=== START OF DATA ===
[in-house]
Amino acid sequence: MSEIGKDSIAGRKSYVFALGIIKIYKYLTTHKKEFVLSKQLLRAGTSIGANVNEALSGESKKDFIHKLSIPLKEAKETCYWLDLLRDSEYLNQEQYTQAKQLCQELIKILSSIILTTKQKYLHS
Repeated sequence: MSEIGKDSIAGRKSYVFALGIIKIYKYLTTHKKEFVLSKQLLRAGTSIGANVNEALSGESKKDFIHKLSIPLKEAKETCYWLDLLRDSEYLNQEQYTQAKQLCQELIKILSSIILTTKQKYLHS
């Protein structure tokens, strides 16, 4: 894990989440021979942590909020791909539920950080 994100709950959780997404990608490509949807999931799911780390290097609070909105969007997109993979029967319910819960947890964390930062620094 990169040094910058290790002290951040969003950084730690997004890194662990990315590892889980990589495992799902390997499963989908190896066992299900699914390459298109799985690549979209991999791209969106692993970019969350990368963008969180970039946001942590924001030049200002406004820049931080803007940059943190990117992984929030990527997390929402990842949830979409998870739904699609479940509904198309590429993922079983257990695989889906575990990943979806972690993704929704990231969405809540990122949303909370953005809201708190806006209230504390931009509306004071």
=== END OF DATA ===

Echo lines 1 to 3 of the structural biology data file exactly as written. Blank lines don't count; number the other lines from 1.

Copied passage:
[in-house]
Amino acid sequence: MSEIGKDSIAGRKSYVFALGIIKIYKYLTTHKKEFVLSKQLLRAGTSIGANVNEALSGESKKDFIHKLSIPLKEAKETCYWLDLLRDSEYLNQEQYTQAKQLCQELIKILSSIILTTKQKYLHS
Repeated sequence: MSEIGKDSIAGRKSYVFALGIIKIYKYLTTHKKEFVLSKQLLRAGTSIGANVNEALSGESKKDFIHKLSIPLKEAKETCYWLDLLRDSEYLNQEQYTQAKQLCQELIKILSSIILTTKQKYLHS